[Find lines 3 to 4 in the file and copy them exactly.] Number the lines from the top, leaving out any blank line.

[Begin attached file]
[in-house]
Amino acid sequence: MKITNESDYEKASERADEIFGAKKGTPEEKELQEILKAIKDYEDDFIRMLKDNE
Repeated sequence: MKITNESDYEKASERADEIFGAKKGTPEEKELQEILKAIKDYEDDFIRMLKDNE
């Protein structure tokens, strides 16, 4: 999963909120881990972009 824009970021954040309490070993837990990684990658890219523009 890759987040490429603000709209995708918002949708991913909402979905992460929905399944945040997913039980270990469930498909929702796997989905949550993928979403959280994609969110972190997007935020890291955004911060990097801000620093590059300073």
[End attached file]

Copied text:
Repeated sequence: MKITNESDYEKASERADEIFGAKKGTPEEKELQEILKAIKDYEDDFIRMLKDNE
């Protein structure tokens, strides 16, 4: 999963909120881990972009 824009970021954040309490070993837990990684990658890219523009 890759987040490429603000709209995708918002949708991913909402979905992460929905399944945040997913039980270990469930498909929702796997989905949550993928979403959280994609969110972190997007935020890291955004911060990097801000620093590059300073």